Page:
• Hospital payment methods

    The latest report from the Center for Studying Health System Change (PDF) is worth a read. What I found most informative about it–due to the nature of and deficiencies in my own base of knowledge about various topics covered–is how hospitals and physicians are paid.

    The report tells us that the vast majority of physicians are paid by private plans using the same methodology as Medicare, the Medicare physician fee schedule. (We’ll be hearing a lot more about that as Congress struggles with another “doc fix” over the next month or so. The fact that it is the dominant payment method for both public and private payers makes it and its problems very important.)

    However, the report also tells us that insurers (or the largest four at least) do not use Medicare methodology, the diagnosis-related groups (DRG) system, in making payments to hospitals. Here’s the table from the report (click to enlarge):

    The “per diem” and “discounted charges” methods are much more common than DRG-based payments. What does this mean? Actually, I don’t know. I know what DRGs are (more here). I can guess what “per diem” and “discounted charges” mean but my guesses don’t really help me understand how they differ or how they work and why hospitals and/or plans might prefer them to the DRG system. Can anyone help me out? Can you explain how these payment systems work or point to a good resource that does so?

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    • Here’s Uwe Reinhardt with a blog post and a link to a paper of his on the subject. : http://economix.blogs.nytimes.com/2009/01/23/how-do-hospitals-get-paid-a-primer/

    • His conclusion: “No one really understands the determinants of the wide variations in prices paid hospitals by a given insurer for basically the same medical episode. Presumably these variances reflect the relative bargaining strength of the two parties in each instance.”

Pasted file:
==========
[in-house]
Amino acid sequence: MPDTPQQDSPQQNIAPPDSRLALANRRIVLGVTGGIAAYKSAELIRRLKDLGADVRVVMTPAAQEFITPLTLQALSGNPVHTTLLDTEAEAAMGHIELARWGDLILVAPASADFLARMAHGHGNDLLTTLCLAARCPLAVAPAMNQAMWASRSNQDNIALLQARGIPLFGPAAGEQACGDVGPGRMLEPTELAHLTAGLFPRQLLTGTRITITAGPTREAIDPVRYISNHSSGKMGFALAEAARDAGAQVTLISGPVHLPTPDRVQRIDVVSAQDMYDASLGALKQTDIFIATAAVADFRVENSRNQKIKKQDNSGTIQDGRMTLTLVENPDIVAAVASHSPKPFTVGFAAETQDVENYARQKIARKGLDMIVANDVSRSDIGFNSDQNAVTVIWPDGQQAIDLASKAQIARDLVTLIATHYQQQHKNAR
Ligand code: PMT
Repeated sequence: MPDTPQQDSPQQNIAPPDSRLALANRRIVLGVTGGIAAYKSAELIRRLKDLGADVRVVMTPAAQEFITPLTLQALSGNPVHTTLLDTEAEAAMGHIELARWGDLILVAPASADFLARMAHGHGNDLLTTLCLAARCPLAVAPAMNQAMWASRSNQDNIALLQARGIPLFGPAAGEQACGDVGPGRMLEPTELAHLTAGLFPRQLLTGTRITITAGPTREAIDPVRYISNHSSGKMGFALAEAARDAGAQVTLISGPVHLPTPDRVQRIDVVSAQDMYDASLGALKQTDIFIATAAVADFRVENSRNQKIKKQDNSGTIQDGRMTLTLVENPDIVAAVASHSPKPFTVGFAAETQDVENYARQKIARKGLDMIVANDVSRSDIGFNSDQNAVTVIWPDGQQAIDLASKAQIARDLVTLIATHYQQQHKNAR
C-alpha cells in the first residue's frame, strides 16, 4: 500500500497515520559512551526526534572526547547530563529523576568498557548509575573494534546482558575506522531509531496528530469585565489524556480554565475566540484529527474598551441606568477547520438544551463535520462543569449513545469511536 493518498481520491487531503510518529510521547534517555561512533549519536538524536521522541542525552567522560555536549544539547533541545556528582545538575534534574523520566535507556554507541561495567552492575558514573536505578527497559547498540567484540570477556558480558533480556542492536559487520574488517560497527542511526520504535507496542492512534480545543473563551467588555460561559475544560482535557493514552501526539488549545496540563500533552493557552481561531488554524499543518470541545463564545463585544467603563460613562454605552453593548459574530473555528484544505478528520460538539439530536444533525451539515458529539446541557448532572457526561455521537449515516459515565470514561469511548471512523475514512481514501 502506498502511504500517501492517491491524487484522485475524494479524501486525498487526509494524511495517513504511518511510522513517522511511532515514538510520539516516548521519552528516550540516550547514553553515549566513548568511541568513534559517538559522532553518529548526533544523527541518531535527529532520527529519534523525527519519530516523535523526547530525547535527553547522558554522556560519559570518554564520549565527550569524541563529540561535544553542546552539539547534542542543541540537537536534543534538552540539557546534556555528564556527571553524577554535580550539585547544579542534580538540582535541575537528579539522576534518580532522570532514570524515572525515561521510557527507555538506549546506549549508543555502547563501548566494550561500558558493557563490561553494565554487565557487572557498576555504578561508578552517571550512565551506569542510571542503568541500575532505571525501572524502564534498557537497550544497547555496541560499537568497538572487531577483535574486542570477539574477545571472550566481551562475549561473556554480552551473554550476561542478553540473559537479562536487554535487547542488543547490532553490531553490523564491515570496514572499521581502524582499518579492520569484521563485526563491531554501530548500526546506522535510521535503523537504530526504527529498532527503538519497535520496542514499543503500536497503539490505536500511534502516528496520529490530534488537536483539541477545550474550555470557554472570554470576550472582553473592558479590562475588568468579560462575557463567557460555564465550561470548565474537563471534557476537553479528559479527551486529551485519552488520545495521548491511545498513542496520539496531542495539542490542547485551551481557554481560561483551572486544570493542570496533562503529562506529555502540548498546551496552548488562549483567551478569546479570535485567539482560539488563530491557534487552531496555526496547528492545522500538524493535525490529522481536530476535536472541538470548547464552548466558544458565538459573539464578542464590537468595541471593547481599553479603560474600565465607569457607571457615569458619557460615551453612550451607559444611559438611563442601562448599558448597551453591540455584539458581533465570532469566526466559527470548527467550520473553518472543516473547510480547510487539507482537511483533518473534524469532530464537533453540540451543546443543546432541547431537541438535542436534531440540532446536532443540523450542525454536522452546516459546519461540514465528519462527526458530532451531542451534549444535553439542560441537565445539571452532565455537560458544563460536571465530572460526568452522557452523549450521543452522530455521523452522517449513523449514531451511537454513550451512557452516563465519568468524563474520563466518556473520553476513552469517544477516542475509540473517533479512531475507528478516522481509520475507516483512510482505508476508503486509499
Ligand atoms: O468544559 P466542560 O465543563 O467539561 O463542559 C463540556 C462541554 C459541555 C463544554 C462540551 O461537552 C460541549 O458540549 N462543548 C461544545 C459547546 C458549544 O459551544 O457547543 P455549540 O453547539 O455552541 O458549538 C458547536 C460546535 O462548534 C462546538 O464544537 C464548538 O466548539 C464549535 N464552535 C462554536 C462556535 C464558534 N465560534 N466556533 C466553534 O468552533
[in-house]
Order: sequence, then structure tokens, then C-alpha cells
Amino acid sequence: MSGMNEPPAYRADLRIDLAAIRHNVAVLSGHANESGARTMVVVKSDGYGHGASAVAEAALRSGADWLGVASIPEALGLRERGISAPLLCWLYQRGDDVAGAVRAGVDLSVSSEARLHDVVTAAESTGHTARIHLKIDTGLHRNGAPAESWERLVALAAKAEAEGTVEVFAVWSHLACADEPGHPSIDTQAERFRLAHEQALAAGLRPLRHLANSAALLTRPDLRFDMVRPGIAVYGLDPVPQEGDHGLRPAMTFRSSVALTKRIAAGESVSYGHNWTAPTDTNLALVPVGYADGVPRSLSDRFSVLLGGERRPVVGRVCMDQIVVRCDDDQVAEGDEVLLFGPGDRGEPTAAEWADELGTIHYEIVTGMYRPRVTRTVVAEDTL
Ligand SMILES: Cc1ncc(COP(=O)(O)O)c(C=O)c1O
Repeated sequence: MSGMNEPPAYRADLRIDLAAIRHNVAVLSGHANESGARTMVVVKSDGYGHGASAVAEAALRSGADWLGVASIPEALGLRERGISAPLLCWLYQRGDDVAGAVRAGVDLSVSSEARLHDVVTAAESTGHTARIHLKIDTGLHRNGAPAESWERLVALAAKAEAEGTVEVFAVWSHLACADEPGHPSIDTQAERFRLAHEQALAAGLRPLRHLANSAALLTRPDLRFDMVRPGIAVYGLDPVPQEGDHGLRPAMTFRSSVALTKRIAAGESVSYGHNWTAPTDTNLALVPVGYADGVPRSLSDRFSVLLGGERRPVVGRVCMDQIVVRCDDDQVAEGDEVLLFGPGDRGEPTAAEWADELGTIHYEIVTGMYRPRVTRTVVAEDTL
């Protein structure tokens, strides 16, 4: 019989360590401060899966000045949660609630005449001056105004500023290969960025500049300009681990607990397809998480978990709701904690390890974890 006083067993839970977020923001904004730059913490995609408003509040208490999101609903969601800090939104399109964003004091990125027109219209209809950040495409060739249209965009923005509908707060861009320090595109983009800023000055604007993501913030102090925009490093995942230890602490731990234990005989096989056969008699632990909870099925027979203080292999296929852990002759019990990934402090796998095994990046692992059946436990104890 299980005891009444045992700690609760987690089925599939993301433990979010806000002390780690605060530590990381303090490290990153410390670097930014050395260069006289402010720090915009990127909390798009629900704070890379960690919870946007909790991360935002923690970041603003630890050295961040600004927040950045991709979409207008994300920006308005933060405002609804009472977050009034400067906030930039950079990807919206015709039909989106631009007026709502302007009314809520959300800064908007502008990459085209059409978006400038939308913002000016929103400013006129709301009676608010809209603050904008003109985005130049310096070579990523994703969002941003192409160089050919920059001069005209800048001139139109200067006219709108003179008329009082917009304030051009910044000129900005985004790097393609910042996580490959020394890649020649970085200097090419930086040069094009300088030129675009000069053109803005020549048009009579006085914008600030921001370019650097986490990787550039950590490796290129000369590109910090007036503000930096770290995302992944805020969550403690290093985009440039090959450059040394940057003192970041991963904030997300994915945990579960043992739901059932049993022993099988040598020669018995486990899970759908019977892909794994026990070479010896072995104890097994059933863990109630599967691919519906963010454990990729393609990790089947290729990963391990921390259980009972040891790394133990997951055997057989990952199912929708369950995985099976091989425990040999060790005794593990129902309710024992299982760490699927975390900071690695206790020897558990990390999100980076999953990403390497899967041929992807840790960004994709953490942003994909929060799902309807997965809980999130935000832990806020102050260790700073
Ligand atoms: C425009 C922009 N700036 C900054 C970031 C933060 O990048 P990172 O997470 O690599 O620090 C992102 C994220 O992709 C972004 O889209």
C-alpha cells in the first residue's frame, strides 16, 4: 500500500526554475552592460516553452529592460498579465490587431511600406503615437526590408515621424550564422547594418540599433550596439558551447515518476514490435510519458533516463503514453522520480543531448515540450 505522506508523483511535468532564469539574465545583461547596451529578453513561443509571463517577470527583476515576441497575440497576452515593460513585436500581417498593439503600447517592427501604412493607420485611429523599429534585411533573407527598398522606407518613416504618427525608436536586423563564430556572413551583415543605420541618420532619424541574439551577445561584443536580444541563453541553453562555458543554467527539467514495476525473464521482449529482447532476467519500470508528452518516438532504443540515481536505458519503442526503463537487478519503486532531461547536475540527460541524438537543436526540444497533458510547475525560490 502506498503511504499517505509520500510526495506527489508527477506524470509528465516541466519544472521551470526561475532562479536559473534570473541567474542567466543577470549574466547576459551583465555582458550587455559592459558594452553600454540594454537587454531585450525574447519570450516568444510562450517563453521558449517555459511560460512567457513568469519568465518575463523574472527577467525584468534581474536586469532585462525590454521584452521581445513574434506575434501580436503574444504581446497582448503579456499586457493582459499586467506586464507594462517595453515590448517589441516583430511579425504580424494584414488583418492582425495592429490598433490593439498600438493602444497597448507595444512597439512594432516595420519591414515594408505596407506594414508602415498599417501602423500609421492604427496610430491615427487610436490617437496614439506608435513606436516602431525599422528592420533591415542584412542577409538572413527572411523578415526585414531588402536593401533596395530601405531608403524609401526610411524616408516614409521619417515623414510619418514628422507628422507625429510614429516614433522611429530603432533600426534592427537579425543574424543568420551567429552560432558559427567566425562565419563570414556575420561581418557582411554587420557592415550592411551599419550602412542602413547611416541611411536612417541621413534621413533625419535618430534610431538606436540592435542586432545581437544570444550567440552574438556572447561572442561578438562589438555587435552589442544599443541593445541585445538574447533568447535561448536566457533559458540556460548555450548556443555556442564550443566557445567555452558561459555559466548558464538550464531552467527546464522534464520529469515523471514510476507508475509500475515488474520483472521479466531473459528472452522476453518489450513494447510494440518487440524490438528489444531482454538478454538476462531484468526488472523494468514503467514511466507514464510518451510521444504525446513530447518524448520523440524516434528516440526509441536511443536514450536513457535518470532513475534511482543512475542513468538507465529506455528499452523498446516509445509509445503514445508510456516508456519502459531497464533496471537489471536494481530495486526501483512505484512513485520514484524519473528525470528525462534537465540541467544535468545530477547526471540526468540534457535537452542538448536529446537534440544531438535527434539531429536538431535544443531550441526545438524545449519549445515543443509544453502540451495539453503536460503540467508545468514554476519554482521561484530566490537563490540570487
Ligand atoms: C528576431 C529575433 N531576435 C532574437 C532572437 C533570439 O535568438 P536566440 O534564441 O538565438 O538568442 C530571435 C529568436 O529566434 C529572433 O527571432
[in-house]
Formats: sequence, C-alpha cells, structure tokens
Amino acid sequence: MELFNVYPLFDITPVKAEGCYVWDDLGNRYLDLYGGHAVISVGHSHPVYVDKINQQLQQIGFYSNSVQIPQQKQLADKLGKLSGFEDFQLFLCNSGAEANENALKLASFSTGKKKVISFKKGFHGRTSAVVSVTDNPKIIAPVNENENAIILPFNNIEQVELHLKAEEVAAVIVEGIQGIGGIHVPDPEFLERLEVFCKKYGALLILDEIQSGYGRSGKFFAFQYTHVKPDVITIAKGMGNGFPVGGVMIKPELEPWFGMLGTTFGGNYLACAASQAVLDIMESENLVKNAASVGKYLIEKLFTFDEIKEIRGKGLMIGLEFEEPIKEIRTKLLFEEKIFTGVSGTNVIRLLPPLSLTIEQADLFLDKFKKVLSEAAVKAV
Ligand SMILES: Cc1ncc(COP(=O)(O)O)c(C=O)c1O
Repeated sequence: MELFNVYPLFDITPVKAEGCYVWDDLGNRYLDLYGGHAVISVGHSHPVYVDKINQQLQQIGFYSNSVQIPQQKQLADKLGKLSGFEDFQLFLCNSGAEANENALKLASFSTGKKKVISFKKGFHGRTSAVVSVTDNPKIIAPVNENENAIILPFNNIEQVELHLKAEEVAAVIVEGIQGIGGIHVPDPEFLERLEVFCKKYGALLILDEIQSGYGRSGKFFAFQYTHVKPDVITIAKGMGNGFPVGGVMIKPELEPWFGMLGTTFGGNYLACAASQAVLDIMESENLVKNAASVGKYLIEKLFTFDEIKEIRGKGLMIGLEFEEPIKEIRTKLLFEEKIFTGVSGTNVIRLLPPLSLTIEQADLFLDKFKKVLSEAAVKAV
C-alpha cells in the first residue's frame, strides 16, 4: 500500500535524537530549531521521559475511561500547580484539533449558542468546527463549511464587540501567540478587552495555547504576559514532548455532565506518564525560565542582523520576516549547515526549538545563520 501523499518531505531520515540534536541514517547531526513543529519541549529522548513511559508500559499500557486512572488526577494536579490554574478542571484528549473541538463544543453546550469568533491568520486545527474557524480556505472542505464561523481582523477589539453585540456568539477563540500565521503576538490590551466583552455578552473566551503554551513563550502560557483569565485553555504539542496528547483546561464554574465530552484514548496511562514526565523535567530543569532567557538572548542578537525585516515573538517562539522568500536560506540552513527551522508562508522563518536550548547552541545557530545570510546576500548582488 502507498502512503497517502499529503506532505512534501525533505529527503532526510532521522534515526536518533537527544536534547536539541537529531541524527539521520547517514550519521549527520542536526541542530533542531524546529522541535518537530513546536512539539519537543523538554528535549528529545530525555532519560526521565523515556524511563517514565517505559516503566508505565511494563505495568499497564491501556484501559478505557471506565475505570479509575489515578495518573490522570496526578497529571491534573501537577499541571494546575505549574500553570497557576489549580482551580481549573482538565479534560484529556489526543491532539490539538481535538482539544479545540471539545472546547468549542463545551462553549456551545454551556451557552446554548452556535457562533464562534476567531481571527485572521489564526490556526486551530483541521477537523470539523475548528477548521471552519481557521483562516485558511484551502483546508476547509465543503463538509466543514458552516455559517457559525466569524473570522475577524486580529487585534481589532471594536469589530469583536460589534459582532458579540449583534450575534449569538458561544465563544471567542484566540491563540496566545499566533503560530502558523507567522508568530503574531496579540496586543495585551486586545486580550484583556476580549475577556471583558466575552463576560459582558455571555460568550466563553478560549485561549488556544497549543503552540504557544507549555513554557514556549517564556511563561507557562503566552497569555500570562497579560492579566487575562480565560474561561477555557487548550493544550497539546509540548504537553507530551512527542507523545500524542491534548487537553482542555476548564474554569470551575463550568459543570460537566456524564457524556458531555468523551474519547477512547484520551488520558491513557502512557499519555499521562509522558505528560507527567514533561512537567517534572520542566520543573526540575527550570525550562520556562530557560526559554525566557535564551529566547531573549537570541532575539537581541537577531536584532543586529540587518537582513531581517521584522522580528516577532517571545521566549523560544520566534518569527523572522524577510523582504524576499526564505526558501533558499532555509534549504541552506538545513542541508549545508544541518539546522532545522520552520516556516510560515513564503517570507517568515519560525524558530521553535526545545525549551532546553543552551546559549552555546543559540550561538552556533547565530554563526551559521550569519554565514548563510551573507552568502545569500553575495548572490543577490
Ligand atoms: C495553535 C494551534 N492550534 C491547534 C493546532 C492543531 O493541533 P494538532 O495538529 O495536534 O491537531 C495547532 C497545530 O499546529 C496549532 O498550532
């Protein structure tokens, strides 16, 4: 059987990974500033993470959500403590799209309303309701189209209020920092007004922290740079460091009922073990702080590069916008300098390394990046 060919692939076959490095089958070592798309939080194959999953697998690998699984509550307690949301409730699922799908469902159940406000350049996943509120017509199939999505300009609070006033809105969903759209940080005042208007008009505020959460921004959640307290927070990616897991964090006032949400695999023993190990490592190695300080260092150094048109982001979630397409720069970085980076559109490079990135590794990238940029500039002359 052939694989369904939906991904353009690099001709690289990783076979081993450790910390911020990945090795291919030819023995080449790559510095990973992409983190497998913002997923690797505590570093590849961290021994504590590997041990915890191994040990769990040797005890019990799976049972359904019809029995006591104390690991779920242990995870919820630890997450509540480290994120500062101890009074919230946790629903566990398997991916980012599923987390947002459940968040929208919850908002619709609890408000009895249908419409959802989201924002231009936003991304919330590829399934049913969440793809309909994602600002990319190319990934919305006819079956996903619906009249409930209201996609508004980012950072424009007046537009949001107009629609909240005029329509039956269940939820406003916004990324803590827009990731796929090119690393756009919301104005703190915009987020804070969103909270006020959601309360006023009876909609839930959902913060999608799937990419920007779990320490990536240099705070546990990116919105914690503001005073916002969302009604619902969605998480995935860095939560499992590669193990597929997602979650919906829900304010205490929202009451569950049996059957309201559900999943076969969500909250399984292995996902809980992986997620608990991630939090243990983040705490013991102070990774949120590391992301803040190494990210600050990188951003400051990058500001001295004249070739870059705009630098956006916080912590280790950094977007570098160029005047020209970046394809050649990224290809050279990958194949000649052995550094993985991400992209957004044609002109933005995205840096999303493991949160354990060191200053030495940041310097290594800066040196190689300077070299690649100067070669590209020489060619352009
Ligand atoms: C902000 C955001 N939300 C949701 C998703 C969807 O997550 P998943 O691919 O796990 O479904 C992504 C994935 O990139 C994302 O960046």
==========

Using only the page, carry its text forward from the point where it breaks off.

• I’ve seen a number of hospital per diem contracts, with just a couple of categories (med-sug, NICU, ICU).

      US average length of stay (ALOS) for all hospital admissions has fallen despite the fact that many are also paid on a per diem. For the data on ALOS, see p. 35 of the International Federation of Health Plans 2009 Report for a helpful chart (http://www.scribd.com/doc/22035128/International-Federation-of-Health-Plans). Many hospital internal management reports track the ALOS and this data is routinely reported to their board and to the bond rating agencies.

      One possible explanation is that hospitals generally treat all patients the same (they don’t have separate surgical processes for Blue Cross patients v. Medicare patients). The Medicare & Medicaid hospital reimbursement system drives change and the effects spillover, even to the private plans with per diem reimbursement.

    • Hospitals would prefer a discount of charges because it puts the payer completely at risk on each case, and gives them more control over their revenue. On per diem and DRG based contracts, they usually have an outlier provision that puts the payer at risk for charges more than twice the per diem or DRG based charge; but then the hospital is at risk for up to that 200% level.

      The payer always prefers a per diem or DRG based reimbursement because it transfers some/most of the risk to the hospital.

    • I deal with insurance companies daily on the inpatient side, and I will add this to above re: an in the trenches addendum:

      A company that uses per diem charges has active concurrent daily review. They will deny or approve days, and can make life extraordinarily difficult. You will often need to appeal or call the company to get days back or give them additional info (see INTERQUAL). By carving out days, they can deny up to 8-10% of charges.

      With DRG format, hospital may get denied on day #1 and must appeal or eat the admission. Obviously, a capitated format and there is incentive to move things through.


    • Discounted charges is basically just FFS, with each payer having negotiated its own discount off of whatever the hospital charges per service. So it has the same basic problems inherent in any FFS reimbursement scheme.